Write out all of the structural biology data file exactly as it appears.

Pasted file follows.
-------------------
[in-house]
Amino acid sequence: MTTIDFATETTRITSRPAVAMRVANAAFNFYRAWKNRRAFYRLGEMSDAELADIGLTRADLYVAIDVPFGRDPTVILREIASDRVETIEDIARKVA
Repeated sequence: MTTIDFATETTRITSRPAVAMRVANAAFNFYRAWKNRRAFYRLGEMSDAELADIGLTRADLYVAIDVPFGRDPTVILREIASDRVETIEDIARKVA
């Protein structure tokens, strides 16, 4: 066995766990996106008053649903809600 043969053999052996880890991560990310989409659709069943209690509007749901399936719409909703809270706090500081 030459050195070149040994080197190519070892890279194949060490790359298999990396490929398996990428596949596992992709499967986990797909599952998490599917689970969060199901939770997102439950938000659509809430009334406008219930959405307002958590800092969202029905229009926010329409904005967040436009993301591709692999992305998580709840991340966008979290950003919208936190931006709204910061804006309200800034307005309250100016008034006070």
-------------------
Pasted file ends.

[in-house]
Amino acid sequence: MTTIDFATETTRITSRPAVAMRVANAAFNFYRAWKNRRAFYRLGEMSDAELADIGLTRADLYVAIDVPFGRDPTVILREIASDRVETIEDIARKVA
Repeated sequence: MTTIDFATETTRITSRPAVAMRVANAAFNFYRAWKNRRAFYRLGEMSDAELADIGLTRADLYVAIDVPFGRDPTVILREIASDRVETIEDIARKVA
């Protein structure tokens, strides 16, 4: 066995766990996106008053649903809600 043969053999052996880890991560990310989409659709069943209690509007749901399936719409909703809270706090500081 030459050195070149040994080197190519070892890279194949060490790359298999990396490929398996990428596949596992992709499967986990797909599952998490599917689970969060199901939770997102439950938000659509809430009334406008219930959405307002958590800092969202029905229009926010329409904005967040436009993301591709692999992305998580709840991340966008979290950003919208936190931006709204910061804006309200800034307005309250100016008034006070």